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Mabus: Marine Corps Standards Will Not Be Lowered For Gender Integration
“This is not about quotas. This is about opening up opportunity and I can tell you emphatically, categorically, that I will never do anything as long as I'm in this job to lower the Marine combat effectiveness,” Navy Secretary Ray Mabus told Task & Purpose in a Jan. 28 interview about integrating women into combat arms units.
In an exclusive interview with Marine veteran and Task & Purpose CEO Zach Iscol, Mabus discussed the criticisms he faces from Marine Corps leadership for going against the recommendations of then-Marine Commandant Joseph Dunford, who in late 2015, called for combat arms units to remain closed to women.
“A more diverse force is just a stronger force,” Mabus said. “I mean we've seen it over and over, again. We saw it when 70 years ago when the military was integrated. That was a stronger force than it was before. We saw it in the 80s when women were first recruited in larger numbers across the services.They became stronger because of the diversity of backgrounds.”
The Marine Corps’ recommendation to keep women out of the infantry derives from a nine-month, $30 million study that looked at how gender-integrated units perform compared to all-male units. Initially, only a four-page summary of the study was released stating that the study found all-male units to be faster, more lethal, and better able to evacuate casualties than its integrated-unit counterparts. The 978-page full report is now available through the Secretary of Defense’s office and has undergone extensive scrutiny from those on both sides of the debate.
Mabus himself has criticized the study methodology for comparing averages and not individual performances, as well as maintaining a low bar for entry into the experiment. However, in speaking with Task & Purpose, the secretary also commended the study for identifying the need for creating consistent standards within each of the previously closed MOSs.
“Regardless of gender, if you don't meet the standards, you shouldn't be in the job,” Mabus told Task & Purpose. “I don't understand the argument we're going to exclude some people because of the shape of their skin, or the argument five years ago we're going to exclude somebody because of who they love or the argument 70 years ago where we're going to exclude somebody because of the color of their skin.
Mabus directed the Marine Corps to develop a plan for integrating boot camp and Officer Candidates School to be implemented by April 1.
It sure would be nice to know what the hell is going on in Afghanistan. Secretary of State Mike Pompeo recently claimed the U.S. military had killed more than 1,000 Taliban fighters in little more than a week – because body counts worked so well in Vietnam – and President Donald Trump said during his speech commemorating the 18th anniversary of the Sept. 11 attacks that the United States had gone on the offensive against the Taliban.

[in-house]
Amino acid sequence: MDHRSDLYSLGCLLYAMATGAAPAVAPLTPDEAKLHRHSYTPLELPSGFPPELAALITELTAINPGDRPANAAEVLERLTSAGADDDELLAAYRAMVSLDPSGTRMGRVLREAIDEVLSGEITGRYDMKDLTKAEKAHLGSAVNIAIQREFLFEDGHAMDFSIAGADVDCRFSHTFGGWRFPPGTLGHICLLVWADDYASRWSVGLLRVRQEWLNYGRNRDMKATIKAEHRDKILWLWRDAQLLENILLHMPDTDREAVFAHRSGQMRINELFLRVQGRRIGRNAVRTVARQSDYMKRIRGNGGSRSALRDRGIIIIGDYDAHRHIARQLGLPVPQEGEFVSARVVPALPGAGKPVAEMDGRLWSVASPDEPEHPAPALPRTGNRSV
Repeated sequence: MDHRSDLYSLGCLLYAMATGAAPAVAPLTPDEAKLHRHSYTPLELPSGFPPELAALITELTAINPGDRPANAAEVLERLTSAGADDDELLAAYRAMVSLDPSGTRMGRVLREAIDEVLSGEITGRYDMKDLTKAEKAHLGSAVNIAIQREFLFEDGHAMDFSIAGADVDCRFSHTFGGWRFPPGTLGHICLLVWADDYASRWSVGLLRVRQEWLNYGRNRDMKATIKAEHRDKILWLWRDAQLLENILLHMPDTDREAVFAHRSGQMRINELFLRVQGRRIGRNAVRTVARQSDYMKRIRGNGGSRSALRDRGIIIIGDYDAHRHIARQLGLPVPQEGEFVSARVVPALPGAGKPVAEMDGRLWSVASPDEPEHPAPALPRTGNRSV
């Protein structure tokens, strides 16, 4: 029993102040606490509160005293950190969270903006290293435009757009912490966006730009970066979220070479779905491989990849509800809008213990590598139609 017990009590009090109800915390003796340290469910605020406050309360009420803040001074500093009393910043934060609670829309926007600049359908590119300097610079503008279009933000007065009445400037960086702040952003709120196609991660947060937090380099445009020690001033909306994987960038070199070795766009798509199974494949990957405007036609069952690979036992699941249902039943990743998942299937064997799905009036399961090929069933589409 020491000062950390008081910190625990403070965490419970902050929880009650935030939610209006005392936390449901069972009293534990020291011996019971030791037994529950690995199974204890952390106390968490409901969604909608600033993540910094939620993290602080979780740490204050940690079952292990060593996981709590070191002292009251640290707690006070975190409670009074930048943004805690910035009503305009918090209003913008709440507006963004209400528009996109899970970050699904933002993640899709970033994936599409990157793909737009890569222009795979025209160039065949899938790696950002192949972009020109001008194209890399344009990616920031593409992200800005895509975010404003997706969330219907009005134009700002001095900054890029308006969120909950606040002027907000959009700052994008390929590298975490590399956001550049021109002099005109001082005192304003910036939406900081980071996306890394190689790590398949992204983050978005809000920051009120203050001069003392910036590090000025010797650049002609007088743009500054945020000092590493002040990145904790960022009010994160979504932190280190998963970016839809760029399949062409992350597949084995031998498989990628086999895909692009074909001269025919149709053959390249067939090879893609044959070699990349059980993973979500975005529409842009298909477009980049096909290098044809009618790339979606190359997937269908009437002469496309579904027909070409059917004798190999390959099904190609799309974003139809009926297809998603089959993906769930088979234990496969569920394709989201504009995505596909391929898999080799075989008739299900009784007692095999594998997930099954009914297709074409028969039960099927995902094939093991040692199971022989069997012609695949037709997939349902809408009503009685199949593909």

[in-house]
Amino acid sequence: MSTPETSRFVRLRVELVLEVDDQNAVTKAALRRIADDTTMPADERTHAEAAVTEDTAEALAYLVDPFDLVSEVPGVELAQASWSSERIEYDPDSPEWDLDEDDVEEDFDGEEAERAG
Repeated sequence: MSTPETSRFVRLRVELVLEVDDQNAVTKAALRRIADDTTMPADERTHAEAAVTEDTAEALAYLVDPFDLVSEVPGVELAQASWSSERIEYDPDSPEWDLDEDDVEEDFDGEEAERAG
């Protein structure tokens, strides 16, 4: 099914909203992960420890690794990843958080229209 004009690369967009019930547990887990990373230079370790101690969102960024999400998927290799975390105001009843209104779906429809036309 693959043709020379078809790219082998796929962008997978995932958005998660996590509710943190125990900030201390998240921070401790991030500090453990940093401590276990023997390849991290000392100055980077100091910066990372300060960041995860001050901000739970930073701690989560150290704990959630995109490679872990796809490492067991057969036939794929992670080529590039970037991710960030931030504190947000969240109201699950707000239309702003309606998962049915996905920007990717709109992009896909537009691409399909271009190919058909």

"The last four days, we have hit our enemy harder than they have ever been hit before, and that will continue," Trump said, without elaborating further.
It's clear that Afghanistan is the new hotness, but the only people who aren't talking about how the strategic situation has changed since Trump abruptly ended peace talks with the Taliban via tweet are the U.S. military leaders in charge of actually fighting the war.
Nearly a decade after he allegedly murdered an unarmed Afghan civilian during a 2010 deployment, the case of Army Maj. Matthew Golsteyn is finally going to trial.
PESHAWAR, Pakistan (Reuters) - The Taliban have sent a delegation to Russia to discuss prospects for a withdrawal of U.S. troops from Afghanistan following the collapse of talks with the United States this month, officials from the insurgent group said.
The move, days after President Donald Trump canceled a planned meeting with Taliban leaders at his Camp David retreat, came as the movement looks to bolster regional support, with visits also planned for China, Iran and Central Asian states.
We salute the foul-mouthed Navy vet remembered as 'the most inappropriate guy with the biggest heart'
Per his final demands, Joe Heller was laid in his casket Thursday in a T-shirt featuring the Disney dwarf Grumpy and the middle finger of his right hand extended. He also told his daughters to make sure and place a remote control fart machine in the coffin with him.
"My father always wanted the last laugh," daughter Monique Heller said.
The Essex volunteer firefighter and self-described local "dawg kecher" died on Sept. 8 at age 82, and the off-color obituary written by his youngest daughter has become a nationwide sensation — a lead item on cable news sites, a top story on The Courant's website and a post shared far and wide on social media.
Laced with bawdy humor, the irreverent but loving obit captured Heller's highly inappropriate nature and his golden heart, friends who filled the fire station for a celebration of his life on Thursday evening said.
A 19-year-old man who planned a July mass shooting at a West Lubbock hotel that was thwarted by his grandmother was upset that he was considered "defective" by the military when he was discharged for his mental illness, according to court records.
William Patrick Williams faces federal charges for reportedly lying on an application to buy the semiautomatic rifle he planned to use in a shooting, according to a federal indictment filed Aug. 14.
He is charged with a federal felony count of making a false material statement during the purchase of a firearm on July 11, a day before he planned to lure people out of a hotel and shoot them. The charge carries a punishment of up to five years in prison.